There’s a reason why Golden State (before they started mailing it in every regular season prior to turning it on in the playoffs) was able to rank first, sixth and second in defensive rating throughout the first three years of their dynastic run. It’s been, in large part, thanks to Green and the chaos he creates in his free-safety role when the Warriors defend.

Furthermore, it should also be noted that Green isn’t merely a defensive ace.

His offensive game, albeit unconventional, is also quite unique.

Because the Warriors have three of the greatest shooters of all time on their roster, they’ve been able to buck the league-wide trend of running as many pick-and-rolls as possible on a nightly basis. Instead, they specialize in off-ball screens and using them to get Curry, Thompson and Kevin Durant open and in attack position off of them.

That’s where the best part of Green’s offensive repertoire comes into effect: his passing.

Green has the uncanny capacity of knowing which way his shooters are going to come off screens – be it in looping motions towards the three-point arc or in quick darts to the rim – and hitting them with pinpoint looks to facilitate their scoring chances as much as possible.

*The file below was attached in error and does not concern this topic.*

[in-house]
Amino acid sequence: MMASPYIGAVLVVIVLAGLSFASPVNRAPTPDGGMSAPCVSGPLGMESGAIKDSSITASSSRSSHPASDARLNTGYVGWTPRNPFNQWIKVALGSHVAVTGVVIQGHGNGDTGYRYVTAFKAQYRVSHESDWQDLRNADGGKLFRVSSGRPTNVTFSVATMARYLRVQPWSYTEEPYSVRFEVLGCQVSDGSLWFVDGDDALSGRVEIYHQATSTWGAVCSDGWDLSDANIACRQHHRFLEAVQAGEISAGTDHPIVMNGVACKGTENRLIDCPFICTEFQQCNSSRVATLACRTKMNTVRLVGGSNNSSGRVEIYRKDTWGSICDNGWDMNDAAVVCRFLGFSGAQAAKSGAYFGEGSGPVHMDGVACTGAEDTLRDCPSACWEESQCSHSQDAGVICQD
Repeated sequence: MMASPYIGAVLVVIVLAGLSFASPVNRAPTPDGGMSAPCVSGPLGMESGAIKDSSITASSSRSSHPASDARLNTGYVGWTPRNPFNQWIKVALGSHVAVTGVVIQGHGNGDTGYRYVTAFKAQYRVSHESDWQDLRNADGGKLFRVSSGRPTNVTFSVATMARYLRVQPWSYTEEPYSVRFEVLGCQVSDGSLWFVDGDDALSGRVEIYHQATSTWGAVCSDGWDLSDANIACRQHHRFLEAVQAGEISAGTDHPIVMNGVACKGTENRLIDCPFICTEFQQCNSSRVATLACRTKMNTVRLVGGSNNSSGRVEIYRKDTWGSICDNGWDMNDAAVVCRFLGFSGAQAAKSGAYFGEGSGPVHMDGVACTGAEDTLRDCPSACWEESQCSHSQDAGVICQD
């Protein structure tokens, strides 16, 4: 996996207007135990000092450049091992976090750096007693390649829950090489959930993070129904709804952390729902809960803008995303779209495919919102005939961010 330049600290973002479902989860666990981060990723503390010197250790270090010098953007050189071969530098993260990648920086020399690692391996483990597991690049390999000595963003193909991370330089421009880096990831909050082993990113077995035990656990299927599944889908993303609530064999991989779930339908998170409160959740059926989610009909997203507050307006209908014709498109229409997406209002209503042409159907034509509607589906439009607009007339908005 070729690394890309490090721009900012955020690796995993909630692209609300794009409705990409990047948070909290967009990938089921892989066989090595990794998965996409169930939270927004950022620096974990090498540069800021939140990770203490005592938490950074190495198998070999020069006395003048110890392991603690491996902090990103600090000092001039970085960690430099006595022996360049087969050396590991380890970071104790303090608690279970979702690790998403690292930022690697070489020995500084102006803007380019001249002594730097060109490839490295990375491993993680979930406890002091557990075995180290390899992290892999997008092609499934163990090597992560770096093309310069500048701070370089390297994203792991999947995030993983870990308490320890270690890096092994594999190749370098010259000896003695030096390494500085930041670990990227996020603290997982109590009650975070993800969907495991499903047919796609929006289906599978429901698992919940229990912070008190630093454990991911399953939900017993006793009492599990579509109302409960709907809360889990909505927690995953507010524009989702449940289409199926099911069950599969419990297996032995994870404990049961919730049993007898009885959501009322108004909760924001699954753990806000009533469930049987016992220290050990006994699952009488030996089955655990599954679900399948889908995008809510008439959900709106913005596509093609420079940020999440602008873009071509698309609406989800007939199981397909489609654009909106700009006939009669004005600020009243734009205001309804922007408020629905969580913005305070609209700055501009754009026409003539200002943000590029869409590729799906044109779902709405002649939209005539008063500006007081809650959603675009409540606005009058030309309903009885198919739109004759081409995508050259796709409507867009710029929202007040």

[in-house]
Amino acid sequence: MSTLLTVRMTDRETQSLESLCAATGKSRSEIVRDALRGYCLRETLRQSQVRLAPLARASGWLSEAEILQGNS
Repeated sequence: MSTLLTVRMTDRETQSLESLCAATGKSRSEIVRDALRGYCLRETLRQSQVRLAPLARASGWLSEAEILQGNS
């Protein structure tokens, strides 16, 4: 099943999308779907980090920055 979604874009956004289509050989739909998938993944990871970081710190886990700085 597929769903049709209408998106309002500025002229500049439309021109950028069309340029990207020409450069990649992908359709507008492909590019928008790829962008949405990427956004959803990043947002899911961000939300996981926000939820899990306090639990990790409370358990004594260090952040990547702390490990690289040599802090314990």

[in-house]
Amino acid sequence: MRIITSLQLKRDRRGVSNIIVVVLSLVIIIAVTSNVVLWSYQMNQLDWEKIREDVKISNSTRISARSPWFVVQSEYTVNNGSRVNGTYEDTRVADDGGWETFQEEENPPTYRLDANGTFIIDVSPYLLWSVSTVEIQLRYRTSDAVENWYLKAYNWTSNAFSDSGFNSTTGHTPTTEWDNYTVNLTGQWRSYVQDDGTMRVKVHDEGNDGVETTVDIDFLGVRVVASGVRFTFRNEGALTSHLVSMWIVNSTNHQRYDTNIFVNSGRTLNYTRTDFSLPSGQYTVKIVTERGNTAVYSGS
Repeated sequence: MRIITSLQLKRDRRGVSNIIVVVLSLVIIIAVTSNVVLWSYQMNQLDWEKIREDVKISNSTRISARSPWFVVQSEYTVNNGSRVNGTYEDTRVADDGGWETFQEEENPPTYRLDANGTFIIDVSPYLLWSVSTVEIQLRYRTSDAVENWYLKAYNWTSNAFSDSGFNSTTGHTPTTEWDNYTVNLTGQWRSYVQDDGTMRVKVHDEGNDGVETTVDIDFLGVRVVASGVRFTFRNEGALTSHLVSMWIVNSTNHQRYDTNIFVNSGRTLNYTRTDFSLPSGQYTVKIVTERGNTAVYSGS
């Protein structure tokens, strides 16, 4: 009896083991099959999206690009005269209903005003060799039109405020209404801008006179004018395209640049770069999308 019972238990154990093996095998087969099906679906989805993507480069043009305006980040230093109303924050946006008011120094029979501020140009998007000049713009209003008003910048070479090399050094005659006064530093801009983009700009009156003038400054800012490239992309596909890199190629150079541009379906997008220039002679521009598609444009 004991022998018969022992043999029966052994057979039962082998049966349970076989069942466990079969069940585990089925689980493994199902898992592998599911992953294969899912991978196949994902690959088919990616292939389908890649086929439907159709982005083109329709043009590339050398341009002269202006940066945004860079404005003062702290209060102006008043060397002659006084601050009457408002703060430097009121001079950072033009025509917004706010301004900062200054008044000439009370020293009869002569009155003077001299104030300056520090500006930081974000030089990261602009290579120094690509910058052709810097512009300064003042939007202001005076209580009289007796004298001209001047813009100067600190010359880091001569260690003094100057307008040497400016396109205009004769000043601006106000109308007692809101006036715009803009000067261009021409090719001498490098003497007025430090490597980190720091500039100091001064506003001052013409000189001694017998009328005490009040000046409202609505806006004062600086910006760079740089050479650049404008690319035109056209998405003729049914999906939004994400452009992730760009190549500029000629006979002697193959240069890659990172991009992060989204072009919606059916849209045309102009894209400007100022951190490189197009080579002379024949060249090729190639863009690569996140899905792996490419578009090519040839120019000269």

It may seem like an easy skill to master, but that couldn’t be farther from the truth. If it were, more big men would be averaging the 7.2 assists per contest Green has been putting up over the past four seasons.

Speaking of averages, a quick search on Basketball Reference’s statistical database will show us just how once-in-a-generation Green’s skill-set really is. When we look up players to have produced at least 500 rebounds, 500 assists and 90 blocks in a single season, just four names turn up: Green, Larry Bird (underrated defender in his heyday), Scottie Pippen (arguably the greatest wing defender ever) and LeBron James. And Green is the only player to have done it in more than two separate seasons.

Additionally, Green already sits 13th in league history in Defensive Box Plus/Minus (min: 10,000 minutes), proving the special mark he makes on that end of the floor. If we look at overall Box Plus/Minus, Green ranks 40th all-time.